New Cell Phone Privacy Bill

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Following the Carrier IQ controversy of last year, Representative Ed Markey has unveiled the first draft of a new bill, the Mobile Device Privacy Act, which would force app creators and mobile companies to inform users of the presence of any monitoring software.

The newly drafted bill would require cell phone manufacturers, mobile carriers and operating system makers, as well as third party app creators, to have to disclose to consumers when software or devices include the ability to track the activity of users and will need to gain the explicit consent of customers to be able to do so.  The creation of the bill follows on from the 2011 controversy over mobile monitoring software Carrier IQ.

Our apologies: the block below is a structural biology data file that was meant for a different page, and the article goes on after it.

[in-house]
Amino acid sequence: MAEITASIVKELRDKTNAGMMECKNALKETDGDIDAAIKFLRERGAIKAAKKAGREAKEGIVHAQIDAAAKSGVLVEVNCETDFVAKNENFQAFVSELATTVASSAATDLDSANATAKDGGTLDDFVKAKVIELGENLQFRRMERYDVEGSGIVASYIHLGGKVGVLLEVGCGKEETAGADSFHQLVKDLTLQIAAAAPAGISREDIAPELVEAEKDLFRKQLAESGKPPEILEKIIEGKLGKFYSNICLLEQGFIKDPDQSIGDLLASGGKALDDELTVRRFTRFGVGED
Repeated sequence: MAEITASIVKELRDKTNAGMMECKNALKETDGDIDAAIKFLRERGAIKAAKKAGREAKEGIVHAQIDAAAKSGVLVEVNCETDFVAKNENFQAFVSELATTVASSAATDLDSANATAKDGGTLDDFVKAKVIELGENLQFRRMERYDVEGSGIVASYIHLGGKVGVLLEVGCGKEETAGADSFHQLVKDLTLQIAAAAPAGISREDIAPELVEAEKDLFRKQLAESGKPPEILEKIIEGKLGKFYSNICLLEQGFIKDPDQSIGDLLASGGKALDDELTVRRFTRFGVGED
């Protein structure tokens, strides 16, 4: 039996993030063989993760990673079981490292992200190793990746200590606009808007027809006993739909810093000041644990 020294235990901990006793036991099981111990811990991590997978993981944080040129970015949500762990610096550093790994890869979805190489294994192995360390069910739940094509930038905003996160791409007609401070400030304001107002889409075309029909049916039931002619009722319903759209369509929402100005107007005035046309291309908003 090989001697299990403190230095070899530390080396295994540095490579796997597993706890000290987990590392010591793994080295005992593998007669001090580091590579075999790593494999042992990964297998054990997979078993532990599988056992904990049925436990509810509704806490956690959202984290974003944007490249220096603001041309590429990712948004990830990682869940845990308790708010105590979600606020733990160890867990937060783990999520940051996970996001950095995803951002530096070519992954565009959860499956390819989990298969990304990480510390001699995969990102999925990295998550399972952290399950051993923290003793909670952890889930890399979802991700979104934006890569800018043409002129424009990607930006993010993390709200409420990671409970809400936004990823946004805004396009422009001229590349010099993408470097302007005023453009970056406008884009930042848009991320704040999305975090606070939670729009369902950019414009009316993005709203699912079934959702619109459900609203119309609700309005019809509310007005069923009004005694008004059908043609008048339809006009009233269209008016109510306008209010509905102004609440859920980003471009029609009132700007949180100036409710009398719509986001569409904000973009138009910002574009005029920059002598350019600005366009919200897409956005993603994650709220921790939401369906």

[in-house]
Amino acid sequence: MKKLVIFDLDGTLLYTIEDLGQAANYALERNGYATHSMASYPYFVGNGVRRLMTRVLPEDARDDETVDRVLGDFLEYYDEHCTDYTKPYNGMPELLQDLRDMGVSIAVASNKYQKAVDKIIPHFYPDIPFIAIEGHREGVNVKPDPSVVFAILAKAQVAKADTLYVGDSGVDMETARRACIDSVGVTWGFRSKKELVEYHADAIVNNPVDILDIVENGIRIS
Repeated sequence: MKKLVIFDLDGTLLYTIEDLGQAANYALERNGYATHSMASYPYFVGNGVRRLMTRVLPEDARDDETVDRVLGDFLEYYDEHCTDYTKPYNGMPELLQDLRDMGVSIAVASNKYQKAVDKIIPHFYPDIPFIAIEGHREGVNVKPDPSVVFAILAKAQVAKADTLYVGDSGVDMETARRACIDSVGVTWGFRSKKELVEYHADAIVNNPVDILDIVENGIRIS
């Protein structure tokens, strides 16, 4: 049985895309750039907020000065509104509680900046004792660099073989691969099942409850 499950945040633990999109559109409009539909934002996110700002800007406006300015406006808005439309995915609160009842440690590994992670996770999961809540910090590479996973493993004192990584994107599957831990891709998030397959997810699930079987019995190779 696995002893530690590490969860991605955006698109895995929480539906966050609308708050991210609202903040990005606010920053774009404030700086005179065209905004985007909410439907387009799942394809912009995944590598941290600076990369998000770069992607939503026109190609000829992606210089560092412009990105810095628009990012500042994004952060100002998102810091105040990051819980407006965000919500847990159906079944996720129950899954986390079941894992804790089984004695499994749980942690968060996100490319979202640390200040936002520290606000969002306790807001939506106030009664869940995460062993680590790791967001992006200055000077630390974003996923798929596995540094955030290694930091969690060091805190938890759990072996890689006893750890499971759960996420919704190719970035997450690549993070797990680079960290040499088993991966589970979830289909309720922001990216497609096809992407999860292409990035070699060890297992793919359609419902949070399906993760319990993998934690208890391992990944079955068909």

The new bill would also force companies to have to tell consumers about the kind of data that is being collected, how it is to be used, and any other parties allowed to have access to the information.  Any firm, which intends to supply third parties with the information, must first have permission from the Federal Communications Commission and the Federal Trade Commission.  Third party firms that gather user data must also be able to prove that they are capable of keeping the information secure.

“Consumers have the right to know and to say no to the presence of software on their mobile phones that collect and transmit their personal and sensitive information,” Markey says.